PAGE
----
Prisons are full and money is short, it would cost them way more money to lock you up for the short time $200 would get you than to wait and take your tax return, but you never know.

WestRiverrat's avatar

@Hypocrisy_Central It has been my observation that the smaller tax cheats more often end up in court. The bigger cheats can usually afford to hire an army of accountants and lawyers to keep them from seeing the inside of a court.

bkcunningham's avatar

The entire fiasco will be put on your credit reports as a federal tax lien. Even if it is paid, it will show as released on the report and still go against your credit score. It can be on your reports for 10 years.

The interest and penalty will begin to accrue quickly. Get it taken care of as soon as possible would be my advise.

http://www.irs.gov/taxtopics/tc201.html

YARNLADY's avatar

For a real shocker, look at this list of tax deadbeats in California, and they are getting away scot free.

Ladymia69's avatar

@Hypocrisy_Central Is that phrase tattooed on your brain stem or what? I just read an old question earlier where you used that same opening line to answer someone’s question. It just sounds cliche.

Ladymia69's avatar

@Hypocrisy_Central However, I appreciate your answer! Thanks!

Ladymia69's avatar

@YARNLADY If I were a politician, I would probably be able to get away with more, but I am just a librarian in SC.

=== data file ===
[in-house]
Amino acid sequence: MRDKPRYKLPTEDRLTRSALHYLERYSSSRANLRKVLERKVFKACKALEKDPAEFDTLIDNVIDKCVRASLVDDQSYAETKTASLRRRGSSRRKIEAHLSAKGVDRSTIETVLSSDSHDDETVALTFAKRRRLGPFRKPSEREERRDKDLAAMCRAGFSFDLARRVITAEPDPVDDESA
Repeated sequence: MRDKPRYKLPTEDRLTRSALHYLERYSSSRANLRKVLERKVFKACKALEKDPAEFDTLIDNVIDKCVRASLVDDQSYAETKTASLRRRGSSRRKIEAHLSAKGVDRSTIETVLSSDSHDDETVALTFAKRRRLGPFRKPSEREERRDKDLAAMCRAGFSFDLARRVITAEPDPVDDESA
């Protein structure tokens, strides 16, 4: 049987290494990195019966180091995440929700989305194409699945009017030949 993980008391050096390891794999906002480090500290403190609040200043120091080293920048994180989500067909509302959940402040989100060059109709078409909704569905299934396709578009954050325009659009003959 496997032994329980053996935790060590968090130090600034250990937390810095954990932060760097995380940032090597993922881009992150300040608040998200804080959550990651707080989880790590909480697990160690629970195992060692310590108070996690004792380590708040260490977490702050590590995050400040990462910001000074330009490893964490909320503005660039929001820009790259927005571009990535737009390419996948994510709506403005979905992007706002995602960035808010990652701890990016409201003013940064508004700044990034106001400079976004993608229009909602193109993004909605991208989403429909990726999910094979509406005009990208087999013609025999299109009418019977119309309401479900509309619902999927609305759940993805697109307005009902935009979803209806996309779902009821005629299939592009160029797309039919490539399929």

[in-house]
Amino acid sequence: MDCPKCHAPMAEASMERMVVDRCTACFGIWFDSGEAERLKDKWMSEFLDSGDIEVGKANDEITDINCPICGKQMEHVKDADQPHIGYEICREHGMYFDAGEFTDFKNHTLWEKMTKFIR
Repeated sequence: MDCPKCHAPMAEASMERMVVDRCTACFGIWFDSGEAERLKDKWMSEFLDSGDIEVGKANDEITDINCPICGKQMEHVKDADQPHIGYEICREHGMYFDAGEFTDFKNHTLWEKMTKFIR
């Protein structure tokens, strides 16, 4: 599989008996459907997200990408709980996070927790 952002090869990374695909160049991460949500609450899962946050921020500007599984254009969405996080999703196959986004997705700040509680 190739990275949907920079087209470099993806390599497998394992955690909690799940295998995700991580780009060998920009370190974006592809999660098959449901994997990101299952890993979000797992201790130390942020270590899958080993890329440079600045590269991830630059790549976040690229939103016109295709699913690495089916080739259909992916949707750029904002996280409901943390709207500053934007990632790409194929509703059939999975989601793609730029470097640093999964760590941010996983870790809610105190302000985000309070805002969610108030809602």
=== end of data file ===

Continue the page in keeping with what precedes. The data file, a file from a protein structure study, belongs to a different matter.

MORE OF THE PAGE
Hypocrisy_Central's avatar

@ladymia69 But you missed all the times I didn’t use it. LOL LOL

sclerotherapy's avatar

Best option pay your tax at right time right amount

Ladymia69's avatar

OK, everyone, I KNOW it’s best to do what you are supposed to, but my question was, what happens if you don’t?

WestRiverrat's avatar

Your credit is ruined, your assets will probably be frozen (checking and savings accounts) and then taken by the IRS. You may be arrested and face criminal prosecution if the IRS decides to make an example of you.

You could be denied student loans, and any other government handouts you are otherwise eligible for. Employers will see you have a federal tax lein and hire someone else to fill the position.

You will be audited for the rest of your life if the IRS comes after you.

Ladymia69's avatar

OK. For $200, though? This government is worse than a rotten gangster who beats down your door and breaks your shins with a billy club when he doesn’t get his money on time.

WestRiverrat's avatar

Yes for $200. But you will find at the end of the year it will be closer to $2000 that they want from you.

Ladymia69's avatar

Like I told you, it has been a year, and the interest has been $8.

WestRiverrat's avatar

Now that you have been notified they will start adding penalties. They add up quickly.

The IRS will hit you with any and all penalties they can. Each month you fail to pay they can add another round of penalties and interest.

http://www.irstaxattorney.com/penalty.html

YARNLADY's avatar

@ladymia69 The interest may be low, but when you add in the penalties and late fees, it could very well be 10 times the original bill.